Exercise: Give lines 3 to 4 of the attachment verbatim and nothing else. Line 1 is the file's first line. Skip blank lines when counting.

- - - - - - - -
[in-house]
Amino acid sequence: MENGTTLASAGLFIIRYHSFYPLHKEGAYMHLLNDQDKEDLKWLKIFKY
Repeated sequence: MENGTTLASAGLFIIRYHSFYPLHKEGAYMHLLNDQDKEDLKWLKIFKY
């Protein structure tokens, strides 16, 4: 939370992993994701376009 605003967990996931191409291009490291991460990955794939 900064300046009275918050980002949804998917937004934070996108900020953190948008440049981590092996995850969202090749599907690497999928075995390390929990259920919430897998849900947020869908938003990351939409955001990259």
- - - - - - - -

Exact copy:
Repeated sequence: MENGTTLASAGLFIIRYHSFYPLHKEGAYMHLLNDQDKEDLKWLKIFKY
């Protein structure tokens, strides 16, 4: 939370992993994701376009 605003967990996931191409291009490291991460990955794939 900064300046009275918050980002949804998917937004934070996108900020953190948008440049981590092996995850969202090749599907690497999928075995390390929990259920919430897998849900947020869908938003990351939409955001990259």